As a result, they feel present in the space. Whether players consciously realise it or not, familiar environmental objects help ground them in a place that feels like home. It should come as no surprise that nearly every game in The Sims franchise has allowed players to decorate their virtual homes with a variety of vending machines.
This is particularly important, however, in more fantastical settings. The voodoo-infused piratical backdrop of Mêlée Island in The Secret of Monkey Island or Mass Effect’s futuristic Citadel space station are undoubtedly strange places, but the drinks machines in these environments serve as subtle, yet meaningful, points of connection to orient unmoored players.
Of course, that’s not to suggest drinks machines are the only environmental objects that can create a sense of presence in games – or, for that matter, even the most common examples. Trash cans, lamp posts, and any number of other unremarkable objects can help accomplish the same immersive ends. Rather, The Video Game Soda Machine Project’s ever-growing collection simply suggests that developers have frequently fallen back on soda machines to perform this role.
Welcome to Nuka-Cola World
If soda machines are such effective tools for making virtual worlds feel like the real world, what does that say about the real world? It’s difficult to discuss soda machines in this context without thinking of them as reflections of modern consumerism.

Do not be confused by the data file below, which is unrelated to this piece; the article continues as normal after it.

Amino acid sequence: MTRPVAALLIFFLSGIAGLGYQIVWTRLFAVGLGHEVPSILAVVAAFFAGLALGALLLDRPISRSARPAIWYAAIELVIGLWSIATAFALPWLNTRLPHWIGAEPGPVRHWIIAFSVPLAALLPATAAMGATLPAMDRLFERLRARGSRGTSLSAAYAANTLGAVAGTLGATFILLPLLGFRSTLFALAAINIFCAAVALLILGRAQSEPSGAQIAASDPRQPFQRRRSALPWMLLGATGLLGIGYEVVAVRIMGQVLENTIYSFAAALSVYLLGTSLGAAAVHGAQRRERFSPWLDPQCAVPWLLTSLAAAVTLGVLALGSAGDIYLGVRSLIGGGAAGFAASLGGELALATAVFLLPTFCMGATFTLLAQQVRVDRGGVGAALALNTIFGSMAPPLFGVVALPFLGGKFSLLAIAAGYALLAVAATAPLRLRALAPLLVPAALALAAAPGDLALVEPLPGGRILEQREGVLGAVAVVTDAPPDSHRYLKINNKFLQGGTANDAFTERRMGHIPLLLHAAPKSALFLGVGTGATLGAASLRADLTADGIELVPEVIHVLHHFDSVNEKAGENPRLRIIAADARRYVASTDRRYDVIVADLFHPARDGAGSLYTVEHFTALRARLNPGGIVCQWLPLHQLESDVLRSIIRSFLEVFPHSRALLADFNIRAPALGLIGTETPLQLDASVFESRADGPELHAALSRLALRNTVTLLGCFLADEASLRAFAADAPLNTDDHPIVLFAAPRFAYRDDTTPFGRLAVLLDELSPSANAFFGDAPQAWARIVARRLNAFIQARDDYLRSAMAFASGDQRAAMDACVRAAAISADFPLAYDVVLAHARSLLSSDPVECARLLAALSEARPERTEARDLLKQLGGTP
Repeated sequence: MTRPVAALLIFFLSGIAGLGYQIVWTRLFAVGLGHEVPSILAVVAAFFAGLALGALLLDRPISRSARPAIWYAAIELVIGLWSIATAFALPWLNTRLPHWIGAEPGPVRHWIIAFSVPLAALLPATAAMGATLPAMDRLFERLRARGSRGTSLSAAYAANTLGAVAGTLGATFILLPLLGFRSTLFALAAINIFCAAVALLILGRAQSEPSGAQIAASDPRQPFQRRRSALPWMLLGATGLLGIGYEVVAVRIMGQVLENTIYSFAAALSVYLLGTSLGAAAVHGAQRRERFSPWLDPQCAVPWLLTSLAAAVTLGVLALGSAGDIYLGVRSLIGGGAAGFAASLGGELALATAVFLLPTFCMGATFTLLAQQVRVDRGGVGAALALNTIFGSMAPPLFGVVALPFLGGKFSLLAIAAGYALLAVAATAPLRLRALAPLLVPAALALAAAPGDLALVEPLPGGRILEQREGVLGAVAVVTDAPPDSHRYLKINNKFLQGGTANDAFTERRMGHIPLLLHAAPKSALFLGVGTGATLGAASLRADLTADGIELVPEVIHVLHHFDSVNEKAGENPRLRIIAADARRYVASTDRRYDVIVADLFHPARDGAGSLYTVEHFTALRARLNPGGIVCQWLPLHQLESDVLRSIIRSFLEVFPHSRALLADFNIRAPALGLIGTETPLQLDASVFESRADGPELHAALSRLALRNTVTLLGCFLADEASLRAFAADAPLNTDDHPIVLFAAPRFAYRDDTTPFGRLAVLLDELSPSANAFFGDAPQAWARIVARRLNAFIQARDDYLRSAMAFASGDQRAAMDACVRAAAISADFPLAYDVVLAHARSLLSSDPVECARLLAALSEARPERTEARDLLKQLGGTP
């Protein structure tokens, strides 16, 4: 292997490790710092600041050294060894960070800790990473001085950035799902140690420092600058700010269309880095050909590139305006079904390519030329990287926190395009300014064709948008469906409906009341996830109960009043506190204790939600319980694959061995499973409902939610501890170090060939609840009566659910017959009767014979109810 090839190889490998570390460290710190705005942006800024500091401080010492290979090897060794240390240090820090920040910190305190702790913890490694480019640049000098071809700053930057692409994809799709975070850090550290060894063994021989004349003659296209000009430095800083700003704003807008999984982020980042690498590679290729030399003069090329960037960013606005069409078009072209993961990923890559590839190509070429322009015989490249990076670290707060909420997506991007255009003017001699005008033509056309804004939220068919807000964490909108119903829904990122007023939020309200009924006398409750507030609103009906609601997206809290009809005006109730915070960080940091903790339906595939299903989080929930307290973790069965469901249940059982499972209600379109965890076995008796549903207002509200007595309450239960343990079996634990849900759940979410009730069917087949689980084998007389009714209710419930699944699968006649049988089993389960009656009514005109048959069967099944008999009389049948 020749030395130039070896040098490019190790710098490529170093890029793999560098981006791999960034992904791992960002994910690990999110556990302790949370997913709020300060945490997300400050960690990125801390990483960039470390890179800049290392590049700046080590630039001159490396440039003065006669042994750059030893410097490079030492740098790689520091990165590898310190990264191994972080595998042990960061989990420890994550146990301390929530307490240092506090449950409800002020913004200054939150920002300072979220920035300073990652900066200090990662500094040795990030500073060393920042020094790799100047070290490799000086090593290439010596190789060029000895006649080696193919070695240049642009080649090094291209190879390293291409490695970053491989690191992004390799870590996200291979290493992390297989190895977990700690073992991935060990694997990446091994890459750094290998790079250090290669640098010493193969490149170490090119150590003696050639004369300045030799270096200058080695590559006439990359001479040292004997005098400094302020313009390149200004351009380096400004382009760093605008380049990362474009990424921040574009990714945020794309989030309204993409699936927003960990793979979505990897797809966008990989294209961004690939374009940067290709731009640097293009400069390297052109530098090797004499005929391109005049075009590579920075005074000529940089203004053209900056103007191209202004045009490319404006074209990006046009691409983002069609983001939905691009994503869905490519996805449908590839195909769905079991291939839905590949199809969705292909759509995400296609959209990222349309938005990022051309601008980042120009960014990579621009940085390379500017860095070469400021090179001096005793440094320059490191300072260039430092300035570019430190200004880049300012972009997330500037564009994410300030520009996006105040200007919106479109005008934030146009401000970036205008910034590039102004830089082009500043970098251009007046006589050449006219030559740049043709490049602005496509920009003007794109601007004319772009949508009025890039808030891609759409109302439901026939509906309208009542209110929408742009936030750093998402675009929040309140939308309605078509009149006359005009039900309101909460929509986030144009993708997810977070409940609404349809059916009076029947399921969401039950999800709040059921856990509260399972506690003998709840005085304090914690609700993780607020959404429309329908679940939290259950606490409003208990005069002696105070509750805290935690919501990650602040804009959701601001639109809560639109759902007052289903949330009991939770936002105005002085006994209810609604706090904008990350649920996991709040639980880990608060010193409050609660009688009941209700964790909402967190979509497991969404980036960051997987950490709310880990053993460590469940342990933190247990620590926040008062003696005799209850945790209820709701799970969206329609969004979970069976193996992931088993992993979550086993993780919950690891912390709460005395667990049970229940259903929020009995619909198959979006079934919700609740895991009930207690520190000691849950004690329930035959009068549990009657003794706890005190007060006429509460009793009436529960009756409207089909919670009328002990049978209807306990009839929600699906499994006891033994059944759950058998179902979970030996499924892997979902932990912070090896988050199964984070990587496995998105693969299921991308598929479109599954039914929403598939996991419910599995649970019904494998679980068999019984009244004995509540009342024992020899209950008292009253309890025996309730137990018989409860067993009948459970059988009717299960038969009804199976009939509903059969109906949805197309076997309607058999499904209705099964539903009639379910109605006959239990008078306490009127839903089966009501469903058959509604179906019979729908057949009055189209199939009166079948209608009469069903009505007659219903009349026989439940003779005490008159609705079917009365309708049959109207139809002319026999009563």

Actual soda machines and the drinks they dispense epitomise several facets of consumer culture – advertising, brand affinity, impulse purchasing, and disposability for starters. Virtual drinks machines take this a step further by offering a commodity with even more dubious value than carbonated sugar water: a collection of pixels representing a beverage.
It’s perhaps telling that game environments only seem ‘real’ to us insomuch as they reproduce the signifiers of a consumer culture that surrounds gamers on a daily basis. Players can easily suspend disbelief when it comes to games featuring dragons, zombies, superheroes, and blue hedgehogs in tennis shoes. But a world without capitalism? That’s a pretty big stretch.
To quote Sierra Petrovita, a soda-obsessed supporting character from the Fallout series, “I guess sometimes I just take this Nuka-Cola stuff so seriously!” In fairness, sometimes a soda machine is just a soda machine. Still, while virtual vending machines and other environmental objects have the design potential to create an immersive sense of presence and realism in game environments, it’s important to note that these artefacts also come embedded with meanings.
Exploring these values not only holds the potential to tell us more about the games we play, but also about ourselves and the world in which we live.